indigenous social context bringing out the variations that exit among their personal names.

            The Ewe people, their language and their naming systems

This section discusses the history of the Ewe people and where they

migrated from before settling in their present settlements in Ghana. It also talks

about the language of the people and their systems of naming and the naming ceremony.

  •             The Ewe people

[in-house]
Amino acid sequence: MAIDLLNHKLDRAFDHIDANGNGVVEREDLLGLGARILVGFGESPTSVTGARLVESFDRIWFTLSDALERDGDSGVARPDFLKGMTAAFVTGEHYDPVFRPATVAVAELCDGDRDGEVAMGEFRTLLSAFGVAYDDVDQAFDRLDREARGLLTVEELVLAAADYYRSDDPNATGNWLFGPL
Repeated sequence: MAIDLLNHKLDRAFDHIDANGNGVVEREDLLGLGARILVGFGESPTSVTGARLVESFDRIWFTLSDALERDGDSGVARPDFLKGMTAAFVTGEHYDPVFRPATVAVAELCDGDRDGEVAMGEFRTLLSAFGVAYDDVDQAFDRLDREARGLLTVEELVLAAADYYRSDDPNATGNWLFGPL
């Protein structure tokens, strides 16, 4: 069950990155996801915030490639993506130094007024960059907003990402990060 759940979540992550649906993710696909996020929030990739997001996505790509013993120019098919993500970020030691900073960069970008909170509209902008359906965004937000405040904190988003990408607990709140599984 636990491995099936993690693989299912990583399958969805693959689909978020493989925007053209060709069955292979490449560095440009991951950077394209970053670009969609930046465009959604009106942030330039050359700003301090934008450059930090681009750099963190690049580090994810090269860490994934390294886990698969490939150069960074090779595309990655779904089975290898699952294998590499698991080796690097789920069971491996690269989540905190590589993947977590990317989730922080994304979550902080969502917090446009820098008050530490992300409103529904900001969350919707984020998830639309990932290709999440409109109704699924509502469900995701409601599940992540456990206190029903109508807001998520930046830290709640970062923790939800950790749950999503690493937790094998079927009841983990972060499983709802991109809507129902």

Ewe refers to both the language and its speakers. The Ewes are the second largest ethnic group in Ghana and they occupy the south-eastern part of the country. They are believed to have migrated from Adzatome (Sumeria) to the Delta of the River Nile (presently known as Egypt) where they adopted naming and circumcision of the male child on the eighth day from the Jews (cf. Anlo Hogbetsotsoza 2012:23-24). From Egypt, they moved through Ketu, (somewhere in Sudan) to Ile-Ife in Nigeria. Whilst in Ile-Ife, they learned the art of divination (Afa) from the Yorubas. When they left Ile-Ife, they split into three groups; the first group settled near the banks of the Mono River which is known as Tado, the second group settled between the Mono and the Haho Rivers also known as Notsie in the Republic of Togo and the third group settled in Adele country and established the Dogbonyigbo kingdom which is Dahomey, presently known as the republic of Benin. After some time in Dogbonyigbo, the Ewe people moved to join their brothers in Notsie.